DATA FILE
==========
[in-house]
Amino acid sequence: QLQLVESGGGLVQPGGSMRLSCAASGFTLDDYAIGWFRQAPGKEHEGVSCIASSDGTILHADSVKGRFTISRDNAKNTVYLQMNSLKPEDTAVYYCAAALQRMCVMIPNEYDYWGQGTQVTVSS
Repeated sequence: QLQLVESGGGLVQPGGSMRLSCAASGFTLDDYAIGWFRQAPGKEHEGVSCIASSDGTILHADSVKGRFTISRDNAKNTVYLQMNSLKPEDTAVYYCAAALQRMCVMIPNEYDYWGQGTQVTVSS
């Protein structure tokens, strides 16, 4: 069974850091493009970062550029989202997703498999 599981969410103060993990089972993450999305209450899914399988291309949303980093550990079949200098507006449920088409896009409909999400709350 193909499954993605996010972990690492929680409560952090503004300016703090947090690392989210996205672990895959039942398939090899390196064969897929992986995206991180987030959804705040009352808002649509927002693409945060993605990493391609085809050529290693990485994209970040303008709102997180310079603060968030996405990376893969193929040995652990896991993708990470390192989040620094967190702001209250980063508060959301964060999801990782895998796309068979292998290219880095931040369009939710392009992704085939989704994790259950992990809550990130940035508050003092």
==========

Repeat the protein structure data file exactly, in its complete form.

[in-house]
Amino acid sequence: QLQLVESGGGLVQPGGSMRLSCAASGFTLDDYAIGWFRQAPGKEHEGVSCIASSDGTILHADSVKGRFTISRDNAKNTVYLQMNSLKPEDTAVYYCAAALQRMCVMIPNEYDYWGQGTQVTVSS
Repeated sequence: QLQLVESGGGLVQPGGSMRLSCAASGFTLDDYAIGWFRQAPGKEHEGVSCIASSDGTILHADSVKGRFTISRDNAKNTVYLQMNSLKPEDTAVYYCAAALQRMCVMIPNEYDYWGQGTQVTVSS
């Protein structure tokens, strides 16, 4: 069974850091493009970062550029989202997703498999 599981969410103060993990089972993450999305209450899914399988291309949303980093550990079949200098507006449920088409896009409909999400709350 193909499954993605996010972990690492929680409560952090503004300016703090947090690392989210996205672990895959039942398939090899390196064969897929992986995206991180987030959804705040009352808002649509927002693409945060993605990493391609085809050529290693990485994209970040303008709102997180310079603060968030996405990376893969193929040995652990896991993708990470390192989040620094967190702001209250980063508060959301964060999801990782895998796309068979292998290219880095931040369009939710392009992704085939989704994790259950992990809550990130940035508050003092």